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Titolo : Impariamo a ridurre le plastiche in mare

Salve a tutti. Noi crediamo che l'educazione ambientale in tutte le scuole di ogni ordine e grado sia un processo irrinunciabile e che l'esempio valga più di mille parole. Siamo arrivati a oltre 4000 firme ma continuiamo a raccoglierle con la speranza che la classe politica al di là delle promesse comprenda realmente l'emergenza che viviamo, ed agisca,speriamo, con maggiore coscienza
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The Future of the Oceans Past. Towards a Global Marine Historical Research Initiative – Part IV di Kathleen Schwerdtner Máñez et alii.

tempo di lettura: 5 minuti


livello medio

parole chiave: Analisi storica, oceanografia


Coverage of Historical Analyses
Under the auspices of HMAP, twelve regional and three species-based projects were developed between 2000 and 2012. These uncovered a wealth of historical information that has been published in more than 200 peer-reviewed scientific publications. However, even such a concerted effort could by no means attain a global coverage in the investigation of humankind’s interactions with the sea. To understand the history of human interactions with life in the oceans on global and smaller scales historical research needs to be extended to new geographical areas. Costello and colleagues have identified a number of areas that received little or no attention during the Census of Marine Life, such as the southern and eastern Mediterranean Sea; estuaries, coastal areas and coral reefs of the Indian Ocean; large regions of South America and the Indian Ocean; and many other habitats including ice-bound waters, ocean trenches, and some deep sea areas [49]. In terms of historical investigations, this list of gaps is even longer. South America is one of the regions which have so far received very little attention. Although there are an increasing number of studies on the environmental history of the continent, these have had an almost exclusively terrestrial focus. One of the noteworthy exceptions is the work by Perri, who examined the Spanish overexploitation of the oyster beds around the island of Cubagua in what is today Venezulea [112]. Other work covers the ecological history of the Peruvian guano industry from 1800–1973, and its relation to the development of world’s largest industrial fishery, that of anchoveta [113]. More recently, Eddy et al. have studied the change in lobster biomass over 400 years of human fishing activity on the Chilean Juan Fernández archipelago [114]. But the vast majority of the continent’s coasts and marine areas remain untouched by historical studies.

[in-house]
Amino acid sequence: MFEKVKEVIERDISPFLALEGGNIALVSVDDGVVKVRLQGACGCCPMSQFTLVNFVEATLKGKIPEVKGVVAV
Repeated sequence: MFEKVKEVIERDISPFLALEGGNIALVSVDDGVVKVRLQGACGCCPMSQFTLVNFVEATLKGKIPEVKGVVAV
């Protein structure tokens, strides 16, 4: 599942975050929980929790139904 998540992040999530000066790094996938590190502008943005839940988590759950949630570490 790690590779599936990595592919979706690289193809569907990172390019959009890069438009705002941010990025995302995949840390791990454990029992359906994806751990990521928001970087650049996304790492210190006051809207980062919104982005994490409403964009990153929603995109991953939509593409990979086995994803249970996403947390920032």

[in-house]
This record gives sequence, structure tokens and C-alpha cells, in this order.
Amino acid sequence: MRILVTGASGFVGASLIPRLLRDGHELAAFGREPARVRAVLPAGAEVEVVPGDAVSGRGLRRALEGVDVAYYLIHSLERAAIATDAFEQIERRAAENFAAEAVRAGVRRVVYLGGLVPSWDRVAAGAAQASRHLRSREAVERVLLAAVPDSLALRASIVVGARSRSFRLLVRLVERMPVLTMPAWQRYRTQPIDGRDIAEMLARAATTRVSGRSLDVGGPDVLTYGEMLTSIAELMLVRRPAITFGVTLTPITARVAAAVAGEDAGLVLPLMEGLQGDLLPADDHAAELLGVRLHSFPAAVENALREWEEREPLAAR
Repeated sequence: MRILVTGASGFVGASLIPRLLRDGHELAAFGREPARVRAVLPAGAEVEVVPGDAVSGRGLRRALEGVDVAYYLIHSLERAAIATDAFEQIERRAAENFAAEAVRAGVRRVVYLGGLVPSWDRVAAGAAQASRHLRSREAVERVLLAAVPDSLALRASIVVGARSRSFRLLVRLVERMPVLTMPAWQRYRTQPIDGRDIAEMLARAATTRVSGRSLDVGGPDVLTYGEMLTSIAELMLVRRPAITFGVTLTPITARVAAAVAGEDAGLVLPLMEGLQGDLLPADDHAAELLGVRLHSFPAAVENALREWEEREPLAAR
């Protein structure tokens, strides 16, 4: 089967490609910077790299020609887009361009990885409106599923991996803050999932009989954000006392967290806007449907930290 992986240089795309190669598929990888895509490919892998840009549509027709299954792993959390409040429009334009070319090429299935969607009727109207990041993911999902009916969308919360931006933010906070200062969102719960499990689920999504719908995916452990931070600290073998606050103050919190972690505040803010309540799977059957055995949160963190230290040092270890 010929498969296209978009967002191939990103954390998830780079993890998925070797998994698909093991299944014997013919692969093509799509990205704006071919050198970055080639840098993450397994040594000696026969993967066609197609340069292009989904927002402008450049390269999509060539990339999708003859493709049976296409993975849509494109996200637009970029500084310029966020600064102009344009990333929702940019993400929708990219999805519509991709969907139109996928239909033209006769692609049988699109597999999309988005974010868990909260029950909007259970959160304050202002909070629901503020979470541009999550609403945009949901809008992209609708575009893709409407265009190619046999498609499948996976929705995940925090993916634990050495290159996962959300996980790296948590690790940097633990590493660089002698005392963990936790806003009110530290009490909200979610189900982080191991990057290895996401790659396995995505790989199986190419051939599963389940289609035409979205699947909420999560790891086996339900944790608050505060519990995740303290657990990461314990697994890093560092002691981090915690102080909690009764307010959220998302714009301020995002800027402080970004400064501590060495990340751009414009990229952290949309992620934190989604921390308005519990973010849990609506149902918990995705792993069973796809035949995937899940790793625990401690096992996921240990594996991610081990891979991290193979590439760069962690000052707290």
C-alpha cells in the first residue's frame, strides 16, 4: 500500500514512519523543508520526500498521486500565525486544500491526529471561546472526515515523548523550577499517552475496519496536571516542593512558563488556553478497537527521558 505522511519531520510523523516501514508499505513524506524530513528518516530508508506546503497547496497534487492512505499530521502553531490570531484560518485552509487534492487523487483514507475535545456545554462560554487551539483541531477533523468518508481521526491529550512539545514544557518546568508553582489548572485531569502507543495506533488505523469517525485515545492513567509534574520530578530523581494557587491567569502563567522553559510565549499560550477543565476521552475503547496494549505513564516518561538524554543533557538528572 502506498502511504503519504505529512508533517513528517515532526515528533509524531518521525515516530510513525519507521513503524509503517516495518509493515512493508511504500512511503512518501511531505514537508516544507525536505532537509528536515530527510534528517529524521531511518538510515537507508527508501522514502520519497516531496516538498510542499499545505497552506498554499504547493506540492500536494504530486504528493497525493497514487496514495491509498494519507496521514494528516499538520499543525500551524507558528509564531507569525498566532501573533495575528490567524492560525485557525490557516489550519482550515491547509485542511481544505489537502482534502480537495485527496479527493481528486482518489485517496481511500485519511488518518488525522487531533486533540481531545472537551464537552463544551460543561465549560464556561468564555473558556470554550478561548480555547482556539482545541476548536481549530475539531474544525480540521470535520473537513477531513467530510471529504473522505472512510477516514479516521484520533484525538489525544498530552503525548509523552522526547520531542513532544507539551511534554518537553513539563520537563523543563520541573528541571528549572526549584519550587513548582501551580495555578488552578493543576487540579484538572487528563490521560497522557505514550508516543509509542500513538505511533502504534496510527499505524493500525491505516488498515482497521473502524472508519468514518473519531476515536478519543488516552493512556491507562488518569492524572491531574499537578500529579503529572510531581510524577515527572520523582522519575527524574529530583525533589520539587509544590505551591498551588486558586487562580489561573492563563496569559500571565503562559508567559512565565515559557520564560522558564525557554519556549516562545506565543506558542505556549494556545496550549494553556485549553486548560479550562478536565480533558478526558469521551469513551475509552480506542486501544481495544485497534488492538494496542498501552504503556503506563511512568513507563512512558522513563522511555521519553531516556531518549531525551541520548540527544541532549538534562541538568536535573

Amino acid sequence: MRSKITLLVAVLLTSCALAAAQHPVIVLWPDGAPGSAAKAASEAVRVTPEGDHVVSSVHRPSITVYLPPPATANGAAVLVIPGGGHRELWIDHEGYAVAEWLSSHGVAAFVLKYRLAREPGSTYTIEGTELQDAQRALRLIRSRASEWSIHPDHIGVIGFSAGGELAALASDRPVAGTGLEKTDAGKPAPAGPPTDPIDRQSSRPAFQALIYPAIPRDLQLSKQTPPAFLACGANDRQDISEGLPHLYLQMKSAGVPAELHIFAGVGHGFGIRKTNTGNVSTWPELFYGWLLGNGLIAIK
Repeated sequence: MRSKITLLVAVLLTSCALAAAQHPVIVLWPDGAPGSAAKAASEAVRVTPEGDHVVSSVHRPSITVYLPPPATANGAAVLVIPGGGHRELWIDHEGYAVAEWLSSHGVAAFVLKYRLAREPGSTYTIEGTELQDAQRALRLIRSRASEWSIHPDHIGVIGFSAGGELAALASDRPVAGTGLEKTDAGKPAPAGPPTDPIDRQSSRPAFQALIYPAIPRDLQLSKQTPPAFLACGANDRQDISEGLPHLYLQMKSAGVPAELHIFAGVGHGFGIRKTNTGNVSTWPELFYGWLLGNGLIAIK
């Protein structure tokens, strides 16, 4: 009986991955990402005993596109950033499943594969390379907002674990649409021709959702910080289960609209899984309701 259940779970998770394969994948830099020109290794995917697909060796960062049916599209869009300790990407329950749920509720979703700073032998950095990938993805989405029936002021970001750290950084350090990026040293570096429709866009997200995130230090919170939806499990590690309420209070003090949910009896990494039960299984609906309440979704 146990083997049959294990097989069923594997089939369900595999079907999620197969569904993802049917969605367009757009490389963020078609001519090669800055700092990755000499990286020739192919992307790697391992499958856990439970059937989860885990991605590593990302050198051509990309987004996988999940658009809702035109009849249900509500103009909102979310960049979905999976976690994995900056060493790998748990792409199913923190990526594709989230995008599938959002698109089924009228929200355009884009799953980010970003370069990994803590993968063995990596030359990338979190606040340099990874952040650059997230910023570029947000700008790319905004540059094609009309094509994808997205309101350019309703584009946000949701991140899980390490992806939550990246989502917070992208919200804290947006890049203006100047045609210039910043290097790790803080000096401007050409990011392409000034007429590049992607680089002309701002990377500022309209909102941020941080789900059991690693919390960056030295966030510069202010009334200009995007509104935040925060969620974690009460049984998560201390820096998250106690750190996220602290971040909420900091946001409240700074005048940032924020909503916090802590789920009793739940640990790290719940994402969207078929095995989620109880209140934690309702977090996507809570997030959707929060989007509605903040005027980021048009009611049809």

For the African continent, the situation is similar. An exception is South Africa, where a number historical studies have been undertaken, including work on long-term trends on commercially exploited species [115], [116], and work on the history of harbors and fisheries [117]. In an overview of the history of marine and estuarine studies in South Africa, the author argued that South Africa has some of the best data in the world on the biodiversity of rocky shores, coastal waters and estuaries exists, as well as large collections of many taxa [118]. Clearly, further historical work could take advantage of these rich collections. There are also some historical studies on the island of Rodriguez, including research on shifting baselines [119], [120]. But for the rest of the continent, we are not aware of any studies in marine environmental history or historical ecology. The polar regions certainly represent another region with a rich history in marine resource exploitation: whaling, seal hunting, and search for fish have brought people for centuries into these areas. The history of whaling has received some attention, for example in a paper by Hacquebord who analyzed the impacts of eliminating thousands of whales and walruses on other marine mammals [121].